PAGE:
Greg Alchin, a member of AIPI from All Equal, explains the situation the book industry is in. “The book industry has a simple choice. They can either embrace publishing digital books to international accessibility standards or not. Accessible standards and modern formats such as EPubs enable publishers to reach a greater market, maintain better copyright control and diminish legal risks.
“Conversely publishers who choose to produce electronic books in outdated formats such as PDF fail to comply with accessibility standards and put themselves at great risk of lawsuits for not providing equal access. It’s like airbags with the car industry. By choosing to incorporate substandard airbags it has opened the industry to compensation lawsuits as well as the costly task of retrofitting better quality airbags in. The publishing sector stands to find itself in legal trouble if they don’t make changes soon.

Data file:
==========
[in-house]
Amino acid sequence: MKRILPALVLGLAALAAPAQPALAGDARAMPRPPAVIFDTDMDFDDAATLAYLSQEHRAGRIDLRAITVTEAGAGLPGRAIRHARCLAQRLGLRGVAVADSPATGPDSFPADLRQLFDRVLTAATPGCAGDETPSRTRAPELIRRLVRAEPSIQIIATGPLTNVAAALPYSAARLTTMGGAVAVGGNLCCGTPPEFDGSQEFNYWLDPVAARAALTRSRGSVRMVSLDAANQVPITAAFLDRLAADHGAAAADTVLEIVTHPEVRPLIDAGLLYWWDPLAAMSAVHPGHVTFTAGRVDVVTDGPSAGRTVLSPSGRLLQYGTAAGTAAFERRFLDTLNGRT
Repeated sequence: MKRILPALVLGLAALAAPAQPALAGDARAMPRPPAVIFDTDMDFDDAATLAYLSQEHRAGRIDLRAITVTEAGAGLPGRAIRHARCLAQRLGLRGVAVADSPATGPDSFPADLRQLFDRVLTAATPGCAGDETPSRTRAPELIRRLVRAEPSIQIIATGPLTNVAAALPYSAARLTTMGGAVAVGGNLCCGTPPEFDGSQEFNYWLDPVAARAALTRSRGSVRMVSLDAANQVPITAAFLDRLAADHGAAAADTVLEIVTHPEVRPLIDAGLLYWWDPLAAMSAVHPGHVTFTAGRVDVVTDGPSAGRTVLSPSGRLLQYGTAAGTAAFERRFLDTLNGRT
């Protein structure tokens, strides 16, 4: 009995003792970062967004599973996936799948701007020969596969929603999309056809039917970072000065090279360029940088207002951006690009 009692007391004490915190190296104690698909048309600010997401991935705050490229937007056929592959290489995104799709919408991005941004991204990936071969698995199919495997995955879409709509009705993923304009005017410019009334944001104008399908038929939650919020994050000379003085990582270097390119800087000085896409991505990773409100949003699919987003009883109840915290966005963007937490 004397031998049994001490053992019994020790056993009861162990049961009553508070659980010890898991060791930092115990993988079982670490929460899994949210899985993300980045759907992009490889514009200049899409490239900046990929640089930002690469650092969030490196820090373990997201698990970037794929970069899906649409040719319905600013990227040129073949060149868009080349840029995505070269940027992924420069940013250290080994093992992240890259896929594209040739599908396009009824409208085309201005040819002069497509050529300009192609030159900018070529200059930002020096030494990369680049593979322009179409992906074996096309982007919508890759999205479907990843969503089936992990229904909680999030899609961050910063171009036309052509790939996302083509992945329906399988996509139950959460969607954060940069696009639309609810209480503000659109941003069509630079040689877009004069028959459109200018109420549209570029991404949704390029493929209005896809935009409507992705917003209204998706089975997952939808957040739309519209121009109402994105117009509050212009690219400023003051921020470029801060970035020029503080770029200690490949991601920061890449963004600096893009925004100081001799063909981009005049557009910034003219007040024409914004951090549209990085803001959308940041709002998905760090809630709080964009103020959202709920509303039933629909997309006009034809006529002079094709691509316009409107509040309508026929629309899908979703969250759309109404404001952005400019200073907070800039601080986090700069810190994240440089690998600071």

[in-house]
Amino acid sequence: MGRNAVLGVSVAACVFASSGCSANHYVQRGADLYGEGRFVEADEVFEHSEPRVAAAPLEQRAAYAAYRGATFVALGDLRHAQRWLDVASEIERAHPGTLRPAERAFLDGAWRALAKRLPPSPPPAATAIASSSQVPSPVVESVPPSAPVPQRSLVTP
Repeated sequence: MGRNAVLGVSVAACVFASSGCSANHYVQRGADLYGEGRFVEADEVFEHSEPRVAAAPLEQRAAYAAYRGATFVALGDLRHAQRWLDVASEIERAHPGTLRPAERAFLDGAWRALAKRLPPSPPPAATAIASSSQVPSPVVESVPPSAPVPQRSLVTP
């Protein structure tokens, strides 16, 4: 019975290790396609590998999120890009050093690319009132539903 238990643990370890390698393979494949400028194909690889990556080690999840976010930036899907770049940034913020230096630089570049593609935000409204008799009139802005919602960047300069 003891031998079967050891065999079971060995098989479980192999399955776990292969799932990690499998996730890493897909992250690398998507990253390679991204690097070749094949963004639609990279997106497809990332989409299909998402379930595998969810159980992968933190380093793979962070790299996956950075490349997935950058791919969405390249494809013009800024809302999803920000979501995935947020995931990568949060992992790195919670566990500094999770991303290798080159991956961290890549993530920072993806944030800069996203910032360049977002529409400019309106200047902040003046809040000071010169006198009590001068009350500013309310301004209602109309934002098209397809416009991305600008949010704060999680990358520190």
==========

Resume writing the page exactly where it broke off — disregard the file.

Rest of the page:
“On a positive note, Australian publishers are making efforts to make their books more widely accessible and the AIPI group is working together to ensure their changes are fit for purpose,” Mr Alchin says.
The ultimate goal of AIPI is to make it as easy as possible for publishers to produce ‘born accessible’ content to the benefit of all readers. Jane Curry, Director of Ventura Press and head of the Independent Publishers Committee, is excited that accessibility developments will provide many benefits to the industry’s future. Ms Curry says “Being ‘born accessible’ and having a platform neutral publishing workflow, helps future-proof publishing as a business and makes our industry technology-ready.”
Originally published on the Australian Publishers Association.